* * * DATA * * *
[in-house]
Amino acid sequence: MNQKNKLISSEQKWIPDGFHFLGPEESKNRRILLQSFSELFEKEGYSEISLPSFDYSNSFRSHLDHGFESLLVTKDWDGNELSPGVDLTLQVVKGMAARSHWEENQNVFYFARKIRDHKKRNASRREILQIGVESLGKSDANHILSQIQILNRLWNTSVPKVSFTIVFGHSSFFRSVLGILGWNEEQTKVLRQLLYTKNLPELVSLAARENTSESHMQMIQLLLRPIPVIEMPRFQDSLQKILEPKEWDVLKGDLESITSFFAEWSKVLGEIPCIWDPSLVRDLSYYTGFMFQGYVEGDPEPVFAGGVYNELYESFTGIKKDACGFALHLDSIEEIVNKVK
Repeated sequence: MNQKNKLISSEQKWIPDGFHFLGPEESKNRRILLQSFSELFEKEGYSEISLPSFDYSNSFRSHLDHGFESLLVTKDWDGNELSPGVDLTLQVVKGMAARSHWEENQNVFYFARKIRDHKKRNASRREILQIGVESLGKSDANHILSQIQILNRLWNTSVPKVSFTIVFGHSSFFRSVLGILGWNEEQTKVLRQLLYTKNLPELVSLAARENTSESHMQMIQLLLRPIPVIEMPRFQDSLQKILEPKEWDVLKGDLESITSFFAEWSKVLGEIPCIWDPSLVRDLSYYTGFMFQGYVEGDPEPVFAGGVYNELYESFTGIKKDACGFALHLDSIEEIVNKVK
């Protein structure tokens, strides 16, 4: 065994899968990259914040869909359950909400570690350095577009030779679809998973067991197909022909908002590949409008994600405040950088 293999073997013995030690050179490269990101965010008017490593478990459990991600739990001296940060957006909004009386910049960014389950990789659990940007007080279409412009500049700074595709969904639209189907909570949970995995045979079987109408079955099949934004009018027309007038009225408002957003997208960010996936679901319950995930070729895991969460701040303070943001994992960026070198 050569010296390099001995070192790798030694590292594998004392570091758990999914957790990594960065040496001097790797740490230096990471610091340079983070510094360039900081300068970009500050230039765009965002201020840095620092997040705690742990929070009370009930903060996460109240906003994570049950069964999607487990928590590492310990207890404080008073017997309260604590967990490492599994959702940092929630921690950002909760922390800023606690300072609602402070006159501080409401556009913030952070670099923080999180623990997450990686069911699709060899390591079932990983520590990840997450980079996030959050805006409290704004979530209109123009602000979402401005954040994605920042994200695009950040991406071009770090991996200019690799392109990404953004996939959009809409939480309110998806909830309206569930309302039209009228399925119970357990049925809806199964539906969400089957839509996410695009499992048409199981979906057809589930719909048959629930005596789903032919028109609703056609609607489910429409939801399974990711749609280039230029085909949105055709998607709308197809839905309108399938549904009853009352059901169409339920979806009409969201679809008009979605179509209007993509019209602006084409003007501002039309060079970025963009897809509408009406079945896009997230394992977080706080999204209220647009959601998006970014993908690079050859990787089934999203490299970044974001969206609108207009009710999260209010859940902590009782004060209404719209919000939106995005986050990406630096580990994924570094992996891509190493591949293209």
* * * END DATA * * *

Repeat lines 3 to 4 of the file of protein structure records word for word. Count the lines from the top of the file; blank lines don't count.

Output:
Repeated sequence: MNQKNKLISSEQKWIPDGFHFLGPEESKNRRILLQSFSELFEKEGYSEISLPSFDYSNSFRSHLDHGFESLLVTKDWDGNELSPGVDLTLQVVKGMAARSHWEENQNVFYFARKIRDHKKRNASRREILQIGVESLGKSDANHILSQIQILNRLWNTSVPKVSFTIVFGHSSFFRSVLGILGWNEEQTKVLRQLLYTKNLPELVSLAARENTSESHMQMIQLLLRPIPVIEMPRFQDSLQKILEPKEWDVLKGDLESITSFFAEWSKVLGEIPCIWDPSLVRDLSYYTGFMFQGYVEGDPEPVFAGGVYNELYESFTGIKKDACGFALHLDSIEEIVNKVK
């Protein structure tokens, strides 16, 4: 065994899968990259914040869909359950909400570690350095577009030779679809998973067991197909022909908002590949409008994600405040950088 293999073997013995030690050179490269990101965010008017490593478990459990991600739990001296940060957006909004009386910049960014389950990789659990940007007080279409412009500049700074595709969904639209189907909570949970995995045979079987109408079955099949934004009018027309007038009225408002957003997208960010996936679901319950995930070729895991969460701040303070943001994992960026070198 050569010296390099001995070192790798030694590292594998004392570091758990999914957790990594960065040496001097790797740490230096990471610091340079983070510094360039900081300068970009500050230039765009965002201020840095620092997040705690742990929070009370009930903060996460109240906003994570049950069964999607487990928590590492310990207890404080008073017997309260604590967990490492599994959702940092929630921690950002909760922390800023606690300072609602402070006159501080409401556009913030952070670099923080999180623990997450990686069911699709060899390591079932990983520590990840997450980079996030959050805006409290704004979530209109123009602000979402401005954040994605920042994200695009950040991406071009770090991996200019690799392109990404953004996939959009809409939480309110998806909830309206569930309302039209009228399925119970357990049925809806199964539906969400089957839509996410695009499992048409199981979906057809589930719909048959629930005596789903032919028109609703056609609607489910429409939801399974990711749609280039230029085909949105055709998607709308197809839905309108399938549904009853009352059901169409339920979806009409969201679809008009979605179509209007993509019209602006084409003007501002039309060079970025963009897809509408009406079945896009997230394992977080706080999204209220647009959601998006970014993908690079050859990787089934999203490299970044974001969206609108207009009710999260209010859940902590009782004060209404719209919000939106995005986050990406630096580990994924570094992996891509190493591949293209």